Arundhati Roy, “The Algebra of Infinite Justice”
Terrorism has no country. It’s transnational, as global an enterprise as Coke or Pepsi or Nike. At the first sign of trouble, terrorists can pull up stakes and move their “factories” from country to country in search of a better deal. Just like the multinationals.
Terrorism as a phenomenon may never go away. But if it is to be contained, the first step is for America to at least acknowledge that it shares the planet with other nations, with other human beings, who, even if they are not on TV, have loves and griefs and stories and songs and sorrows and, for heaven’s sake, rights.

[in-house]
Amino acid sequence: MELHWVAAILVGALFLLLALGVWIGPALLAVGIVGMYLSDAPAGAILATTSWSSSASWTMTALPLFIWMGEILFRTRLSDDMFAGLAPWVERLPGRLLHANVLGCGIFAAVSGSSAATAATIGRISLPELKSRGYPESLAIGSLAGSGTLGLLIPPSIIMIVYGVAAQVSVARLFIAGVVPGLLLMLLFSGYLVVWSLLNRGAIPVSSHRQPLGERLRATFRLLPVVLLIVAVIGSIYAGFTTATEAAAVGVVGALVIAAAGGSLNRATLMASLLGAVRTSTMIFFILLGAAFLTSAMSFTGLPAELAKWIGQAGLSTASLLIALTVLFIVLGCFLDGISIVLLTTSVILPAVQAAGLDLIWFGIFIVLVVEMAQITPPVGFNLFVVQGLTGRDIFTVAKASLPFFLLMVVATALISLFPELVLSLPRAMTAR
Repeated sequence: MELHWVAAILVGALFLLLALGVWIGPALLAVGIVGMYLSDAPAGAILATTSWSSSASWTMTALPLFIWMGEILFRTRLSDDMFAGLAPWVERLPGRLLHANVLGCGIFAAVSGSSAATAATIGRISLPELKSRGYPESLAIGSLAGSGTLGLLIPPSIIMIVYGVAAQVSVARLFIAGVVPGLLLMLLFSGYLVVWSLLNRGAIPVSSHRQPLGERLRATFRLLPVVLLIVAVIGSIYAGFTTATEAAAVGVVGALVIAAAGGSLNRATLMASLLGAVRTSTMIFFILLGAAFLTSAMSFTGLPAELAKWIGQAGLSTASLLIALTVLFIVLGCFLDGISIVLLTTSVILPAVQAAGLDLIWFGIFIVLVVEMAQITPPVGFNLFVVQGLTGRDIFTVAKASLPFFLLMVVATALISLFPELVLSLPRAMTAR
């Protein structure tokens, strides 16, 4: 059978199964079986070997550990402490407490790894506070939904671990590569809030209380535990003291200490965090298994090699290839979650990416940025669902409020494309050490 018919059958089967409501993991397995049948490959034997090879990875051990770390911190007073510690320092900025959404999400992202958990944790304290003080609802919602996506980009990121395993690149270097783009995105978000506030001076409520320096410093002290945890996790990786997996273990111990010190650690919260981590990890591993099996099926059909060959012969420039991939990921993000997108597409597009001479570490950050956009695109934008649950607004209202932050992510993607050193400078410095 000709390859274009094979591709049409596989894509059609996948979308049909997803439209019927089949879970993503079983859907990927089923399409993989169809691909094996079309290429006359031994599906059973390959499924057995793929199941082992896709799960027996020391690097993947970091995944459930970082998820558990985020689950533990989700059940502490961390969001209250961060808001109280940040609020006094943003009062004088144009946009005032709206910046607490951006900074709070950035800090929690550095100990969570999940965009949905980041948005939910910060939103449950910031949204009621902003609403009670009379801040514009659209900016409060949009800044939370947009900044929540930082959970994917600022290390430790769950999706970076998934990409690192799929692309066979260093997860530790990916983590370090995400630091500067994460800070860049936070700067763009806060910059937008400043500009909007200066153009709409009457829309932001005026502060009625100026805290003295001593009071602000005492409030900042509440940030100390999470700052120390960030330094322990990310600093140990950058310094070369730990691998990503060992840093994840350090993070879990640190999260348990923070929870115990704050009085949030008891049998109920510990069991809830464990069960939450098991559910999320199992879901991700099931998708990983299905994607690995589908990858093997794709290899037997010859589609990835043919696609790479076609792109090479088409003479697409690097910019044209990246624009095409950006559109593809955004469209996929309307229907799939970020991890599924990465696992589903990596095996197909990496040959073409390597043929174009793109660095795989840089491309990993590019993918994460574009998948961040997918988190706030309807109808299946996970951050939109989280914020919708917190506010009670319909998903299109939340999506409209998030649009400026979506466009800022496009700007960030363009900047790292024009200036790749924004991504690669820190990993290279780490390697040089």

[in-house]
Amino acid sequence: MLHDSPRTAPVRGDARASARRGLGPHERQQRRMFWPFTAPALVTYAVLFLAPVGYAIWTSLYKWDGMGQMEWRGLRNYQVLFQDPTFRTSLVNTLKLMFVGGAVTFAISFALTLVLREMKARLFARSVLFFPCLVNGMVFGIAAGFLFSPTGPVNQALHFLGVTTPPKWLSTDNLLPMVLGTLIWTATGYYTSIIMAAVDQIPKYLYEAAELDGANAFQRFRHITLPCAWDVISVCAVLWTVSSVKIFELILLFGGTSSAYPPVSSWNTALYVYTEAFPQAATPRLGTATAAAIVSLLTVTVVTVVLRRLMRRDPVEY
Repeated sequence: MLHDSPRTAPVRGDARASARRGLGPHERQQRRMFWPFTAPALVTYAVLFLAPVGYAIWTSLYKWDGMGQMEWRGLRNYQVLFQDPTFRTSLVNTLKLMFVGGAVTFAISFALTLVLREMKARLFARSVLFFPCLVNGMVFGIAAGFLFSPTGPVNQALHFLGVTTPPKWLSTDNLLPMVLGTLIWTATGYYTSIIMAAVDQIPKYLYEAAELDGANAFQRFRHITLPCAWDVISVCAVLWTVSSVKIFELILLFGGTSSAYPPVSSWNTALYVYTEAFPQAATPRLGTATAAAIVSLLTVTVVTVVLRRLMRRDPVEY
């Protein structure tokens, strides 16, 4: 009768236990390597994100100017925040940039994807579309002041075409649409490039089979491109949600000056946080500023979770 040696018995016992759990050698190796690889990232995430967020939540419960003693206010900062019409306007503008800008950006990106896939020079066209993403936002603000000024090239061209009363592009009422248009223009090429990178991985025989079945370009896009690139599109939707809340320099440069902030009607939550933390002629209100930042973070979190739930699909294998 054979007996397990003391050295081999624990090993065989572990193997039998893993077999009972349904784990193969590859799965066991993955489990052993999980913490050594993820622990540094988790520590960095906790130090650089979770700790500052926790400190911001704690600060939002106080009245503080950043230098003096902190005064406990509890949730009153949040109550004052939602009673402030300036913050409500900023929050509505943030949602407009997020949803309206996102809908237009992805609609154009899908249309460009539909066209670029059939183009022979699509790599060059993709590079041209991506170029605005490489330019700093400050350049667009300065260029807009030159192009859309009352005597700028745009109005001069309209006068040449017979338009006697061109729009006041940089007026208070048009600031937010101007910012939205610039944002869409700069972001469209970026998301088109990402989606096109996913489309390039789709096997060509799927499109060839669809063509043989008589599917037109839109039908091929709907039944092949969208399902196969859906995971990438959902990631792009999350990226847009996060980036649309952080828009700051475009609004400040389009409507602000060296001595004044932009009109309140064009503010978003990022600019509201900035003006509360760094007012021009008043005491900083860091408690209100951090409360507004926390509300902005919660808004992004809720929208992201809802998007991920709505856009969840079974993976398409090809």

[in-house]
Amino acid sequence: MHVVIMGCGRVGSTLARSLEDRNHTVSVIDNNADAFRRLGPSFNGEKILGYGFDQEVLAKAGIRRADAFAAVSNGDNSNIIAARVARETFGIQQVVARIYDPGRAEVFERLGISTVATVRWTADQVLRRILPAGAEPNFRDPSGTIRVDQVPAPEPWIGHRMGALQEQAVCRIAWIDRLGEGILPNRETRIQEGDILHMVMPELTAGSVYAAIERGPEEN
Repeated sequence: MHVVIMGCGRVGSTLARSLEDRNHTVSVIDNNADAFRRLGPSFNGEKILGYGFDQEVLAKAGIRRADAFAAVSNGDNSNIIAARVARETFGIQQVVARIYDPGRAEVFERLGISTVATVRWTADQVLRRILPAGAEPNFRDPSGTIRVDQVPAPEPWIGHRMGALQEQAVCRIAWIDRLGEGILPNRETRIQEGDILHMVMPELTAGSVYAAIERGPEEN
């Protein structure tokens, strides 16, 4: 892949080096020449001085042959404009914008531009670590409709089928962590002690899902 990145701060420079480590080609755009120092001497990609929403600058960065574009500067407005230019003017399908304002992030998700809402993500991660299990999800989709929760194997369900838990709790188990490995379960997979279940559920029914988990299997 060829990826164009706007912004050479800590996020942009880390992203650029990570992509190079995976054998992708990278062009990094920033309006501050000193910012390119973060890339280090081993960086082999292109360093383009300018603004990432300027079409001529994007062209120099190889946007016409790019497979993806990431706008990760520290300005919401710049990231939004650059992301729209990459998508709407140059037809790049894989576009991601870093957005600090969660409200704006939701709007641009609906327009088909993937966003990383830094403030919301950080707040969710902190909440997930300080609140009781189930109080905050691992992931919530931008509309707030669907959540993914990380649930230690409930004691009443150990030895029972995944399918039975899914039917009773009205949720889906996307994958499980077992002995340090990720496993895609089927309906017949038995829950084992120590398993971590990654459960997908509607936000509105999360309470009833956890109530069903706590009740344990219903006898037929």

The September 11 attacks were a monstrous calling card from a world gone horribly wrong. The message may have been written by Osama bin Laden (who knows?) and delivered by his couriers, but it could well have been signed by the ghosts of the victims of America’s old wars: the millions killed in Korea, Vietnam, and Cambodia, the 17,500 killed when Israel-backed by the U.S.-invaded Lebanon in 1982, the tens of thousands of Iraqis killed in Operation Desert Storm, the thousands of Palestinians who have died fighting Israel’s occupation of the West Bank.
And the millions who died, in Yugoslavia, Somalia, Haiti, Chile, Nicaragua, El Salvador, the Dominican Republic, Panama, at the hands of all the terrorists, dictators, and genocidists whom the American government supported, trained, bankrolled, and supplied with arms.